The plot of this book captured the surreal events that occurred during medieval times, specifically around the 13th century. It was during an era when the crusaders held sway, and life was short, nasty and brutish. Left with her father, Arnaud and two brothers named Guillaume and Pierre, little Grazide found it difficult in coming to terms with her mother’s death. Worse still, she couldn’t understand why seemingly kind people like the Waldensians were treated like outcasts and neither did it make any sense to her why the crusaders would be hunting down and savagely massacring people they termed heretics.
As a grown lady, her independent nature would make Grazide to defy her father’s wish for her to get married to Targuier. Nonetheless, she took pride in her vocation as an artist as well as a blacksmith but the barbaric way certain issues were treated often appalled her.
The book also captured the strong influence the early church had over much of France and indeed Western Europe during the period.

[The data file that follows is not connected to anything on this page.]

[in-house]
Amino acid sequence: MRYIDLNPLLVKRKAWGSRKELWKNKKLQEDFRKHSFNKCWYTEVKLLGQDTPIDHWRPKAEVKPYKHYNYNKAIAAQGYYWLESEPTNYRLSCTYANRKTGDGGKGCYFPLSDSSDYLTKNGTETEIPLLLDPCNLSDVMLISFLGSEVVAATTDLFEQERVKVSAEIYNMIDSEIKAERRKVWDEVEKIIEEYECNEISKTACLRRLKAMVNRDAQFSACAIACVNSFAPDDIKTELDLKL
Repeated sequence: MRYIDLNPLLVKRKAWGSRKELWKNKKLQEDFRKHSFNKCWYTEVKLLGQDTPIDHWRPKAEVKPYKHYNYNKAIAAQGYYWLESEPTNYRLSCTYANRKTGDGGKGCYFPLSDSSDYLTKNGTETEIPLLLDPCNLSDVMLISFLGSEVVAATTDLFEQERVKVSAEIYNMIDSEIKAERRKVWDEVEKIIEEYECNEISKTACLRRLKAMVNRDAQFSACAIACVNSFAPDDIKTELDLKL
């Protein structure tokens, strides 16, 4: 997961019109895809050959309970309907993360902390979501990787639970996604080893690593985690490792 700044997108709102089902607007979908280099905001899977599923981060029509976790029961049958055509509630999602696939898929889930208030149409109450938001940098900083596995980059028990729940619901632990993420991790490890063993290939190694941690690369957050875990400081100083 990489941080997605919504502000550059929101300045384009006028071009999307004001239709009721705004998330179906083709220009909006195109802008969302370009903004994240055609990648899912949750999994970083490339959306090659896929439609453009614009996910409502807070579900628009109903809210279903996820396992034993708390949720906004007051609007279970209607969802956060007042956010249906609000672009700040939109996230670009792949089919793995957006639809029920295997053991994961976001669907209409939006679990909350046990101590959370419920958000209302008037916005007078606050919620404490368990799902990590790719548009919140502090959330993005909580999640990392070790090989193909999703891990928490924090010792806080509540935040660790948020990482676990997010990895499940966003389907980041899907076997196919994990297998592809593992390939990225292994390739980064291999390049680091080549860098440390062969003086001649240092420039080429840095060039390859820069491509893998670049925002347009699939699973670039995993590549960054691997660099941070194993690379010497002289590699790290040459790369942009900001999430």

The Rib of Adam is written in a simple way that made it refreshing and enjoyable to read. In addition, the book has a rich plot that is not just intriguing but also informative with lots of historical facts.
BIO: Andrew Chapman, one time doctor and author of three previous novels, Beyond the Silence (2010), Ikon (2012) and The Leaving (2015) lives in Worcestershire, UK. He brings to The Rib of Adam a style that characterised his previous books; compelling narrative flow and a deep insight into the times and the people whose stories are found within.
All four of Chapman’s titles are published by Pilrig Publishing.